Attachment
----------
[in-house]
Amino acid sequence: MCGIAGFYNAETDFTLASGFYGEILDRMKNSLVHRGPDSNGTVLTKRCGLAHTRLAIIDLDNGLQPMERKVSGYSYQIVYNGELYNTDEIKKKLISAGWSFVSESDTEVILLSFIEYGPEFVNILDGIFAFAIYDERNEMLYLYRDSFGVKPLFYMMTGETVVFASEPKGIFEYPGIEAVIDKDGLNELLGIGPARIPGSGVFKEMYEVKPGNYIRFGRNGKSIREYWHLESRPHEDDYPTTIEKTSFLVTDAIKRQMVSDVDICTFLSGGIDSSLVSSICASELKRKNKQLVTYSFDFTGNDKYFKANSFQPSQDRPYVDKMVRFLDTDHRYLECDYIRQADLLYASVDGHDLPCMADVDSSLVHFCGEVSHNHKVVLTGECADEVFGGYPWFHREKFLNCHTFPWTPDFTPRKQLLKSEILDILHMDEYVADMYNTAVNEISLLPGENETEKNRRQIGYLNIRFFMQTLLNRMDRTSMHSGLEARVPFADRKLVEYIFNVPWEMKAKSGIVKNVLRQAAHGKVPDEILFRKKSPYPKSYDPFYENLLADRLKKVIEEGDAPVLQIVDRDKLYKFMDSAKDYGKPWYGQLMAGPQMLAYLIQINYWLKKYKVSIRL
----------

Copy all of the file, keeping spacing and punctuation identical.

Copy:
[in-house]
Amino acid sequence: MCGIAGFYNAETDFTLASGFYGEILDRMKNSLVHRGPDSNGTVLTKRCGLAHTRLAIIDLDNGLQPMERKVSGYSYQIVYNGELYNTDEIKKKLISAGWSFVSESDTEVILLSFIEYGPEFVNILDGIFAFAIYDERNEMLYLYRDSFGVKPLFYMMTGETVVFASEPKGIFEYPGIEAVIDKDGLNELLGIGPARIPGSGVFKEMYEVKPGNYIRFGRNGKSIREYWHLESRPHEDDYPTTIEKTSFLVTDAIKRQMVSDVDICTFLSGGIDSSLVSSICASELKRKNKQLVTYSFDFTGNDKYFKANSFQPSQDRPYVDKMVRFLDTDHRYLECDYIRQADLLYASVDGHDLPCMADVDSSLVHFCGEVSHNHKVVLTGECADEVFGGYPWFHREKFLNCHTFPWTPDFTPRKQLLKSEILDILHMDEYVADMYNTAVNEISLLPGENETEKNRRQIGYLNIRFFMQTLLNRMDRTSMHSGLEARVPFADRKLVEYIFNVPWEMKAKSGIVKNVLRQAAHGKVPDEILFRKKSPYPKSYDPFYENLLADRLKKVIEEGDAPVLQIVDRDKLYKFMDSAKDYGKPWYGQLMAGPQMLAYLIQINYWLKKYKVSIRL